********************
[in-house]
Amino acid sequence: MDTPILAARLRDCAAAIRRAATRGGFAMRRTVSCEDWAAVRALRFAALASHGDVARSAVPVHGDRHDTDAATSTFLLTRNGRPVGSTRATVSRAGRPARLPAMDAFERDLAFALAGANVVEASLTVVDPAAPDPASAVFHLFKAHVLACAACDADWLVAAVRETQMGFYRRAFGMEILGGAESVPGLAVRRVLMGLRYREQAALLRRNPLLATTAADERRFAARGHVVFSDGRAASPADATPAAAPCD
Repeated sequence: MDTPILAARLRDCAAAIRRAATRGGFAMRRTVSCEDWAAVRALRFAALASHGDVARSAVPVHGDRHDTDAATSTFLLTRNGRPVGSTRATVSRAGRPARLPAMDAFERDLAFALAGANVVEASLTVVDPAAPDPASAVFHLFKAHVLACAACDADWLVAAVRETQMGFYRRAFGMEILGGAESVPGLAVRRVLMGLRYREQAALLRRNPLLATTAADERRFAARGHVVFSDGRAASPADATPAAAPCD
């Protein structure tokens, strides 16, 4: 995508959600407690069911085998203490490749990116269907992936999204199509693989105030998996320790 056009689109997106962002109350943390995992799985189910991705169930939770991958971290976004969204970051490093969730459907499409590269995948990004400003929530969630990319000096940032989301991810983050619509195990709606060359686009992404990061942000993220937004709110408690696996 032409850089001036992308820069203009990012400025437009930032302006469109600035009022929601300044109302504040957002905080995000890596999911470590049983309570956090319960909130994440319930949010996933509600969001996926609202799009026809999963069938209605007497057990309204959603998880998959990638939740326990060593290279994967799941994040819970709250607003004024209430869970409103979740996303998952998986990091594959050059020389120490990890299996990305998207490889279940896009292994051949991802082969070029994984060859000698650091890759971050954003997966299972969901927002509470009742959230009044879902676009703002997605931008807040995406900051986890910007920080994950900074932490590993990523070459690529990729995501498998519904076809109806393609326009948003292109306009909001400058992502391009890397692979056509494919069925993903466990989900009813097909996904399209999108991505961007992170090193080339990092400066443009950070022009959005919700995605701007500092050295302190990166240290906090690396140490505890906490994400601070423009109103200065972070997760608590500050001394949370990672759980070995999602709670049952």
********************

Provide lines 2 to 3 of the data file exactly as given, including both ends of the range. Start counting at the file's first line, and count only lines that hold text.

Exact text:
Amino acid sequence: MDTPILAARLRDCAAAIRRAATRGGFAMRRTVSCEDWAAVRALRFAALASHGDVARSAVPVHGDRHDTDAATSTFLLTRNGRPVGSTRATVSRAGRPARLPAMDAFERDLAFALAGANVVEASLTVVDPAAPDPASAVFHLFKAHVLACAACDADWLVAAVRETQMGFYRRAFGMEILGGAESVPGLAVRRVLMGLRYREQAALLRRNPLLATTAADERRFAARGHVVFSDGRAASPADATPAAAPCD
Repeated sequence: MDTPILAARLRDCAAAIRRAATRGGFAMRRTVSCEDWAAVRALRFAALASHGDVARSAVPVHGDRHDTDAATSTFLLTRNGRPVGSTRATVSRAGRPARLPAMDAFERDLAFALAGANVVEASLTVVDPAAPDPASAVFHLFKAHVLACAACDADWLVAAVRETQMGFYRRAFGMEILGGAESVPGLAVRRVLMGLRYREQAALLRRNPLLATTAADERRFAARGHVVFSDGRAASPADATPAAAPCD